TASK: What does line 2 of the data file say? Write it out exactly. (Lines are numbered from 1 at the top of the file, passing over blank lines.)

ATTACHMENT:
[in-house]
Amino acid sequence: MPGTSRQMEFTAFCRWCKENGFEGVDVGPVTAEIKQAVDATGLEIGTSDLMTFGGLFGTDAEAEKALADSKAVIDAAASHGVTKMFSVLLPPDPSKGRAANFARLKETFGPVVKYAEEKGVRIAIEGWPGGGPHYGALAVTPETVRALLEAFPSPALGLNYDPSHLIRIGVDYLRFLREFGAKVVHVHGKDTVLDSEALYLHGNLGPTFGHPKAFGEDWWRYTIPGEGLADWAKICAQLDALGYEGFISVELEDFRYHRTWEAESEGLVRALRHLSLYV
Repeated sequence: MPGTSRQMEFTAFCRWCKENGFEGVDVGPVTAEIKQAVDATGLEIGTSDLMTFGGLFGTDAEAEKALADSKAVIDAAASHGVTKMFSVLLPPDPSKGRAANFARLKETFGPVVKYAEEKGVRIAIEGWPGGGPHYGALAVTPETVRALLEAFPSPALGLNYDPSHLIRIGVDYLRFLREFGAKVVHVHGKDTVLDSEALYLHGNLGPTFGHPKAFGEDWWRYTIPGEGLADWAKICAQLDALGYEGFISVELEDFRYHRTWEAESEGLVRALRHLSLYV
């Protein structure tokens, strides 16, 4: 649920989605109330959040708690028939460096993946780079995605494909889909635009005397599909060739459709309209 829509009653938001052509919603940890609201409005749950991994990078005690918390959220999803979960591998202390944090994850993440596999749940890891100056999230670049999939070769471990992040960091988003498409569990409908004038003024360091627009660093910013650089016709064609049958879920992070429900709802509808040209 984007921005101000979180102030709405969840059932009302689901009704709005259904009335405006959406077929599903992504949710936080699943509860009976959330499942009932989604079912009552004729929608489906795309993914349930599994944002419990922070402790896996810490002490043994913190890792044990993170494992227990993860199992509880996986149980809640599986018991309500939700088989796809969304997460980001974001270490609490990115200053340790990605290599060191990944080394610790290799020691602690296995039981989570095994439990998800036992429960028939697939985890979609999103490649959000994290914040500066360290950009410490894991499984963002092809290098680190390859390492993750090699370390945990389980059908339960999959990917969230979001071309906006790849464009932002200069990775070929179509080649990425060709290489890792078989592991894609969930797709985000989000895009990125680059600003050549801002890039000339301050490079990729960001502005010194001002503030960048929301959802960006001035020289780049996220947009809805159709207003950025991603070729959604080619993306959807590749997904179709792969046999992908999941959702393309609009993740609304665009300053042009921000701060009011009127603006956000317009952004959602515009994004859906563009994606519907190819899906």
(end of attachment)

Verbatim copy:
Amino acid sequence: MPGTSRQMEFTAFCRWCKENGFEGVDVGPVTAEIKQAVDATGLEIGTSDLMTFGGLFGTDAEAEKALADSKAVIDAAASHGVTKMFSVLLPPDPSKGRAANFARLKETFGPVVKYAEEKGVRIAIEGWPGGGPHYGALAVTPETVRALLEAFPSPALGLNYDPSHLIRIGVDYLRFLREFGAKVVHVHGKDTVLDSEALYLHGNLGPTFGHPKAFGEDWWRYTIPGEGLADWAKICAQLDALGYEGFISVELEDFRYHRTWEAESEGLVRALRHLSLYV